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In The Classical World, eminent classicist Robin Lane Fox brilliantly chronicles The Classical World: An Epic History of Greece and Rome by Robin Lane Fox.
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Skickas inom vardagar. Laddas ned direkt. The classical civilizations of Greece and Rome dominated the world for centuries and continue to intrigue and enlighten us with their inventions, whether philosophy, politics, theatre, athletics, celebrity, science or the pleasures of horse racing. Robin Lane Fox's spellbinding history, spans almost a thousand years of change from the foundation of the world's first democracy in Athens to the Roman Republic and the Empire under Hadrian.
The change from archaic to classical came, according to him, when Pericles and other upper-class intellectuals rejected traditional religious views, especially the common belief that angered gods were the cause of the community's troubles and defeats. Aristophanes' raunchy, biting parodies of almost everyone were "the true symptom of a classical age.
Plato was "the greatest prose writer in all world literature.
The classical world
It is mostly downhill from Athens to Rome. To be sure, Lane Fox recognizes the many accomplishments of the Roman republic's leaders and thinkers; he is especially insightful in explaining why Cicero deserves our admiration. Nonetheless, by fighting each other for primacy in the 1st century B. Lane Fox never calls this arrangement by its customary, if inaccurate, modern designation, the First Triumvirate.
Caesar, victor in the civil war, failed utterly to solve the political crisis that had destroyed peace and order in republican Rome. Astoundingly, however, his grand-nephew Octavian—"the most dangerous eighteen-year-old in the world," Lane Fox calls him—found a solution by creating the system we call the Roman Empire and taking the title of Augustus "the Venerable One" in the process. If Mark Antony had won the struggle instead of Octavian, the author speculates, the world might have been different especially, in my opinion, because Cleopatra had an innovative political vision.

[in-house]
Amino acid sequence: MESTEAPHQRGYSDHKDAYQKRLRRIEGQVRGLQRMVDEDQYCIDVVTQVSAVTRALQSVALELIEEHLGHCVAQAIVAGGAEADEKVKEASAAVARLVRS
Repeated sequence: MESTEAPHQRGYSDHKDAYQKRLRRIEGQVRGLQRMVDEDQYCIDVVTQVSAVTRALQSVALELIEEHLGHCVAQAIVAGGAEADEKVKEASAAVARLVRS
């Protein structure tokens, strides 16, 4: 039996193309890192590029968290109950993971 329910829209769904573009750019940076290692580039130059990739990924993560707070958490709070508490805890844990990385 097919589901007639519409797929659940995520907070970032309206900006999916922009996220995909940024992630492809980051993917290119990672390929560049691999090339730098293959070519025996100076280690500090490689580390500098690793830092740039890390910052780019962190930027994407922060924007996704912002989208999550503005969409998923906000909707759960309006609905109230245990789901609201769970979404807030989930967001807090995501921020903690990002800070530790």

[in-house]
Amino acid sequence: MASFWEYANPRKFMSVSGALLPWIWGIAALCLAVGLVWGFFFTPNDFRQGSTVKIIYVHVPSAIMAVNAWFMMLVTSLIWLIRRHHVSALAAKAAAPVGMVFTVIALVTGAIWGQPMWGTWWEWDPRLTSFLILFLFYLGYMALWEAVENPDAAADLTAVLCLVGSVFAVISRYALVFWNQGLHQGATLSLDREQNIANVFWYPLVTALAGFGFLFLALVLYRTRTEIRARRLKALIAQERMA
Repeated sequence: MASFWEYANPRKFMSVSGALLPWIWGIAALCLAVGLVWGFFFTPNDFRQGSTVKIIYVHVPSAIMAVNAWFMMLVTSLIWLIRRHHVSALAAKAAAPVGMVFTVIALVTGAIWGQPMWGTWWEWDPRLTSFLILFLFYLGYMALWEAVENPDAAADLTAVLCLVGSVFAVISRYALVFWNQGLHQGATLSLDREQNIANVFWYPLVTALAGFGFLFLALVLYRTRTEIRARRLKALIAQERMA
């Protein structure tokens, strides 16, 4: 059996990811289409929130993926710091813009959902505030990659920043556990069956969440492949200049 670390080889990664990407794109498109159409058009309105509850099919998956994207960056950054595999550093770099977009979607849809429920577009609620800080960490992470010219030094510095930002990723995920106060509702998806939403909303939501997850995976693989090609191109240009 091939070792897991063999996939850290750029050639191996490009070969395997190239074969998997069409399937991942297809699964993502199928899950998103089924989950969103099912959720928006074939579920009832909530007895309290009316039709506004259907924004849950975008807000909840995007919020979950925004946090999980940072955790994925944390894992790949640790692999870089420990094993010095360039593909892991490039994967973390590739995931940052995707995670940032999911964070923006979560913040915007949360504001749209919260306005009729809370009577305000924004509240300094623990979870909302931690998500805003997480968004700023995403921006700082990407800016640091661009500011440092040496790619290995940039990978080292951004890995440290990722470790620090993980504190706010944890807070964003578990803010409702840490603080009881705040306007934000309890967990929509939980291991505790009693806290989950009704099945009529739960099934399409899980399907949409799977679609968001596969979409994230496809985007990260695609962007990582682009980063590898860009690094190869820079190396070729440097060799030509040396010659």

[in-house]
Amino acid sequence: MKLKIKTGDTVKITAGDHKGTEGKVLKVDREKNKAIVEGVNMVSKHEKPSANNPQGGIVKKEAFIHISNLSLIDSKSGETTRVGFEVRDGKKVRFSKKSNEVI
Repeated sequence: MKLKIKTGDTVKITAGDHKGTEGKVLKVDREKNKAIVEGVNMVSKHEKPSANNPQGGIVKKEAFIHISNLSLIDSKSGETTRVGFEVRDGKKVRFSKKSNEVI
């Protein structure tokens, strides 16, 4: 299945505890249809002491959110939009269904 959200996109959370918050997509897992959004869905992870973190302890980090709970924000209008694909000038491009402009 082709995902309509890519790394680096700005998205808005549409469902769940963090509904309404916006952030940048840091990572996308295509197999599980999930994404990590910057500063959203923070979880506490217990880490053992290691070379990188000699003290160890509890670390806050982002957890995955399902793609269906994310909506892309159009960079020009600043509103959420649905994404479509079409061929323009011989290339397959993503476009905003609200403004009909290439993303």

As things turned out, however, peace returned at an unconscionably high price: Augustus controlled freedom, justice, and luxury, despite his claim to have restored the Republic. Lane Fox thus agrees with Tacitus, another one of his heroes, and with the iconoclastic Roman historian Ronald Syme who, if ever there has been transmigration of souls, was the modern incarnation of Tacitus , in regarding Augustus as a despot who created a family dynasty that bought off the masses and the army, while securing everyone's loss of freedom.
The architectural monuments that beautified the capital city were in truth "marks of subservience. By the time of Augustus, the Roman world had reached a nadir of violence and disorder, to which the emperor provided a more potent antidote than freedom. The situation did not improve under the emperors who followed, and Hadrian's rule proved no exception. It is not a compliment when Lane Fox wryly identifies Hadrian's deification of his dead lover, the beautiful youth Antinous, as the "most positive religious policy of any Roman emperor.
Lane Fox is never reluctant to use an over-the-top expression in place of a less striking, if perhaps more historically justified, one. He has clearly absorbed more scholarship on ancient Greece and Rome than most ordinary mortals could hope even to skim. Yet the reasons he adduces for the decline are not always easy to discern amid the wealth of information. A clue to his interpretation lies in his decision to make Hadrian his "assumed reader.
From Polis to Imperium
This seems to mean that Hadrian lacked the knowledge and insight to grasp the classical; he could not rise above "classicizing. Classicizing, according to the author, is what characterizes the ancient Western world after Athens in its Golden Age; the term means ignorance and misunderstanding of the classical. Throughout the book, when Lane Fox imagines Hadrian's opinions about certain events or individuals, he makes it clear that he believes the emperor would not have been well-informed, or could not have analyzed the situation correctly, at least by contrast to a scholar today.
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I confess to qualms about this view.